Johnson Park, May 1973. St. Mary's vs. Cathedral, another match in that grand rivalry. Coaches Moe Moran vs. Stan Wilfahrt, the De Smet Conference title on the line. The ballpark is full, lights illuminating the spring evening.
It's late in a low-scoring game. Cathedral ace Mike Wilfahrt is snapping his fastball and dealing his big overhand curve. Down by one, St. Mary's has a runner on second, two outs in the sixth inning. Coach Moran needs a pinch hitter.
I am a junior sitting with my buddies down at the end of the bench. Moe steps into the dugout and looks our way. For some reason, I look up. That's when I notice the others all have their heads down. He picks me. I think he takes my raised head to be a look of confidence.
He is wrong; I try not to look terrified as I step to the plate. Mike throws a fastball that explodes up in the zone. I swing and miss. Then, a higher strike and another miss. By now we all know what's coming. A 200 mile per hour fastball, a big cut, and "Ye'r ooout!"
Back to my spot on the bench from whence I came, I hear my buddies suppressing smirks and snickers. It's OK. These are friends; it's what guys do. Stealing a moniker from the Pittsburgh Pirates bench of the time, I call us the "Irregulars." Bart, Albino, Gus, Spin, Snorky are among my best friends, and we have a good time down at the end of the pine.
I thought of my time on the bench recently when I was talking to a friend who coaches girls' softball in Burnsville. In this league, playing time is strictly ordered to be equal. Coaches are given some flexibility for tournaments, and one weekend a couple girls played less than the others. This being 2014, Lee got irate calls from the fathers of the girls, and "what was he doing not playing them more, and their daughters should quit right now!"
I would offer to the offended dads, "Relax, sitting on the bench isn't so bad." In high school, I spent time as a backup player before playing my senior year. Then for a few years of town ball, I was a part time player. Sure, I wanted to play more. But years later, I have fond memories of my days on the bench.
We manufactured endless ways to entertain ourselves in the dugout: seed spitting competition, putting contests with baseballs using bats as putters, betting on where the ball would end up after getting tossed in between innings. Coaches Moran and Pelzel found us to be entertaining as we bantered about the game, classes, girls, and life.
As benchwarmers we were role players, members of the ensemble. We were the back ground vocalists. Occasionally we were thrust under the spotlight as in my at bat vs. Mr. Wilfahrt. More often, we were there to fill in for some one who pulled a muscle or for the final inning of an unclose game.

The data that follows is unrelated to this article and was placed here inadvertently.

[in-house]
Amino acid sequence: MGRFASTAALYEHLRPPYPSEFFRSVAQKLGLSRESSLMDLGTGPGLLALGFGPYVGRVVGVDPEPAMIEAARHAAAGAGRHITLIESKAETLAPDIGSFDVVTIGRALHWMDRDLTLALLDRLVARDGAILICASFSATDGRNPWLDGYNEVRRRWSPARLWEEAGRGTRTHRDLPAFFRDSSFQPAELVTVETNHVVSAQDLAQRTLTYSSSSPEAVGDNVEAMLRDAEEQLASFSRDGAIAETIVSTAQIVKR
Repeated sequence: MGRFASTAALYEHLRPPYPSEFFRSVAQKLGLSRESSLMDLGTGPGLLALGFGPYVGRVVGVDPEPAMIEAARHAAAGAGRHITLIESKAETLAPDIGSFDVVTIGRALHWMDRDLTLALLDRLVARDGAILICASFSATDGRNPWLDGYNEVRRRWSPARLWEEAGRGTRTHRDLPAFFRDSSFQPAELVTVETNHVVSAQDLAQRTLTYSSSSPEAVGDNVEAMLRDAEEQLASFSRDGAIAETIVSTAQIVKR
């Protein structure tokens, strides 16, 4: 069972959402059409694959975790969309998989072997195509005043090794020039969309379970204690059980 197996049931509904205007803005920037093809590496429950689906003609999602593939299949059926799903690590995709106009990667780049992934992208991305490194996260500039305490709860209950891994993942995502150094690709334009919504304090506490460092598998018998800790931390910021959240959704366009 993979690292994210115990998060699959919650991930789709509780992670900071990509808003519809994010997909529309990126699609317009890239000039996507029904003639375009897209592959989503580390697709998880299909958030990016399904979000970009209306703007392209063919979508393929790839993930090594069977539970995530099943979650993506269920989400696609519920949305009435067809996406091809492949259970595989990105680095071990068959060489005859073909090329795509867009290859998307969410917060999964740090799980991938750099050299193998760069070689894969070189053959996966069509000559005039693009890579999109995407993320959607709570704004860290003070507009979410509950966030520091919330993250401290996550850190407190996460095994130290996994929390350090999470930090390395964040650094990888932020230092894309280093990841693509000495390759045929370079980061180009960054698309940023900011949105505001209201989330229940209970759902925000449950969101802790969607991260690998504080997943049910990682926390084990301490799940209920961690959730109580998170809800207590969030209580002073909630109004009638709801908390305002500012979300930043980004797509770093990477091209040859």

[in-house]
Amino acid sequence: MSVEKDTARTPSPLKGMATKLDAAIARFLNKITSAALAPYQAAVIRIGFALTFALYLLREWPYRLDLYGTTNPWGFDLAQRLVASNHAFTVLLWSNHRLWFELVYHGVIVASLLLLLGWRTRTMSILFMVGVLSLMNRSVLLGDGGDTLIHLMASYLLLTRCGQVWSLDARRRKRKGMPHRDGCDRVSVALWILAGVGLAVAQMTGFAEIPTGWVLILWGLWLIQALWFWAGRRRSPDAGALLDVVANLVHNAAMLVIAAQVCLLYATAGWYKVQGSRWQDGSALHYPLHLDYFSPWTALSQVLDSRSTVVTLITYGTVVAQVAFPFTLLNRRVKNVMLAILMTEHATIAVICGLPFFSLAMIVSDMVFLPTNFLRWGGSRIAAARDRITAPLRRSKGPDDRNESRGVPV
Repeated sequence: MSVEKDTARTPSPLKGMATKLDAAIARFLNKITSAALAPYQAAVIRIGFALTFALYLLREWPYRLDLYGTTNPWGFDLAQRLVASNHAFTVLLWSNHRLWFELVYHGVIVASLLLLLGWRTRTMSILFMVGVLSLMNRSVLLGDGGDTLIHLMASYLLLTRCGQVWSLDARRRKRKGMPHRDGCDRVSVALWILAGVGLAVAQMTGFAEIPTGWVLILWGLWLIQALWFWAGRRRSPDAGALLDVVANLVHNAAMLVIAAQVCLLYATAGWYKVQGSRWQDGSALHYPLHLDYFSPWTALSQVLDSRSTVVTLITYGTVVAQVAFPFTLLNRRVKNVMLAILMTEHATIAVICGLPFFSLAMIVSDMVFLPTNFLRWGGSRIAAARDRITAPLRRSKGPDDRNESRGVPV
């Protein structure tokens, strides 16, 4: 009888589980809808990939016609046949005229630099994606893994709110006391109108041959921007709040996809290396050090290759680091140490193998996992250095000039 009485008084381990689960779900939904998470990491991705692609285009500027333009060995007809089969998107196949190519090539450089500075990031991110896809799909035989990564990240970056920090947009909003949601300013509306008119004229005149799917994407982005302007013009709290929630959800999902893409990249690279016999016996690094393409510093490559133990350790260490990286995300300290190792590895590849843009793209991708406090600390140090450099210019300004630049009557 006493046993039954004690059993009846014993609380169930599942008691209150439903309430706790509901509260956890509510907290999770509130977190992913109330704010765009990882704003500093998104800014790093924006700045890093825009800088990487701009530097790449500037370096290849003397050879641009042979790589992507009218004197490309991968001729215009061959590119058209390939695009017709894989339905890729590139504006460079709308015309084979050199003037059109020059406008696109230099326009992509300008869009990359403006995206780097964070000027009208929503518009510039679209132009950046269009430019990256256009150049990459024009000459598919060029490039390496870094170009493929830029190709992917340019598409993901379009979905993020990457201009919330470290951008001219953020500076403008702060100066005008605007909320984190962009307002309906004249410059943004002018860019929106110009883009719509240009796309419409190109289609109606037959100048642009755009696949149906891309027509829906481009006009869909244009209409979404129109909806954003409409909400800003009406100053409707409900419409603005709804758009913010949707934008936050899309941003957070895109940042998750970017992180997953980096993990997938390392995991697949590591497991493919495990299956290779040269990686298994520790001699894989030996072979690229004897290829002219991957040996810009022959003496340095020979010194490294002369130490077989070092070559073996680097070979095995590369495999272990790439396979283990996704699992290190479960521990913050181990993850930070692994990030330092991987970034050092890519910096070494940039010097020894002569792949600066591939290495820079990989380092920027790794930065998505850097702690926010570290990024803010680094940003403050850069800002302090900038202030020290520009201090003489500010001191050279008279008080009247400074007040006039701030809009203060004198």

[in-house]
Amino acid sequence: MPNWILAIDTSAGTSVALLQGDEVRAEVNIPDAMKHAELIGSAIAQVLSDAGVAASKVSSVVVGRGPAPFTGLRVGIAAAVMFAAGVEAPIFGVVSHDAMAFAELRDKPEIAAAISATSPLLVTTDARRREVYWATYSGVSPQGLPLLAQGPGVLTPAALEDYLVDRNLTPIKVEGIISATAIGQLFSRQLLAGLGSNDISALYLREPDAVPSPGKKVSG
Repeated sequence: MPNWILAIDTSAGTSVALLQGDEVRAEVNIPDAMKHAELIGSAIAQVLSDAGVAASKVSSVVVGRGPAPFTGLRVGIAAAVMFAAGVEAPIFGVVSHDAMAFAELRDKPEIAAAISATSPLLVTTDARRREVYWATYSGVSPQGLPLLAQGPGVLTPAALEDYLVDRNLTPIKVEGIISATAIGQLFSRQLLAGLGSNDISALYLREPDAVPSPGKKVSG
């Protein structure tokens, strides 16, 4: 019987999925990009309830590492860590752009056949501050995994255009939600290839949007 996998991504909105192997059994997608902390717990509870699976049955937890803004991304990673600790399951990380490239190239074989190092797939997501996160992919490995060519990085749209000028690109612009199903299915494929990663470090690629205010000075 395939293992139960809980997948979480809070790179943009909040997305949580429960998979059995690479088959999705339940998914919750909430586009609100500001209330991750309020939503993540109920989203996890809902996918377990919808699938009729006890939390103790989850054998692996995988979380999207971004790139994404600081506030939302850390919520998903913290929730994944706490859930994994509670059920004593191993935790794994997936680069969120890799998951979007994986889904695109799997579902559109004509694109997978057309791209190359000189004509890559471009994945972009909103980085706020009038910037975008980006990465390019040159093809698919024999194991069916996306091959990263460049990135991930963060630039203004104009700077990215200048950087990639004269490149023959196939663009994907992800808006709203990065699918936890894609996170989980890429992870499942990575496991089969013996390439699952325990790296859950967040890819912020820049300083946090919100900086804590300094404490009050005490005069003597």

The Apostle Paul addressed sitting on the bench in his letter to the Romans. "For just as we have many members in one body and all the members do not have the same function, so we, who are many, are one body in Christ, and individually members one of another." Paul knew that some of us would play shortstop and bat third. And that some of us would be late inning defensive substitutions.
I was talking to fellow Irregular Dale Berkner, and he remembered having to pinch run for the pitcher. Not only was it tough to jump into the game after sitting for ninety minutes, there was a lot more downside than upside. He could score or get left on base, and no one would notice him. Or he could get picked off or caught stealing, and everyone would notice him.
Sometimes I thought we were having more fun than the starters. It always looked like they were under such stress. Baseball is a game where one fails more than often than not. The Irregulars were constantly being exposed to the cuss words and thrown helmets and gloves of the starters.
Dale and I agreed we did not have one pressure that players face today. Back then, parents didn't come to every game. Our parents lived on farms where the work never had an end. Dale said, "They kind of thought sports were a waste of time."
Today, if a parent misses a game, you assume they are in the hospital. You can debate whether the Burnsville dads are simply being supportive parents or whether they are being obsessive "helicopter" parents. But it adds a level of pressure to the proceedings. Now, the coach has to please the players and try to win the game AND please the parents.
Since my own playing days, or non-playing days more accurately, I've had a warm place in my heart for succeeding generations of benchwarmers. Benchwarmers are people, too, and just want a little respect. Herewith, the Benchwarmers Manifesto:
To the coach. We are on the team, treat us like it. Don't bury us deep on the bench, and then expect us to be ready when a starter breaks his wrist. Remember, we are the ones who truly love this game. Anyone can get ready for a game knowing they will be starting; commitment is getting ready for a game when you are not starting.
To the starters. You are the starters; we get that. You don't have to be snotty about it. Appreciate your gifts for what they are, gifts from a generous God. Also, we are watching the game. You can't watch the game from where you are. We might see something helpful, so pay attention if we tell you their shortstop is cheating to his right on off-speed pitches. And one more thing. We are NOT the water boy; don't even think of asking.
To the girls. OK, the starters are athletic and generally handsome. But we know the starters and they're not that interesting. We benchwarmers have more time to be reflective and thoughtful. Sitting here on the bench, we are able to develop our interior lives more fully. Trust us. You'd rather date a benchwarmer.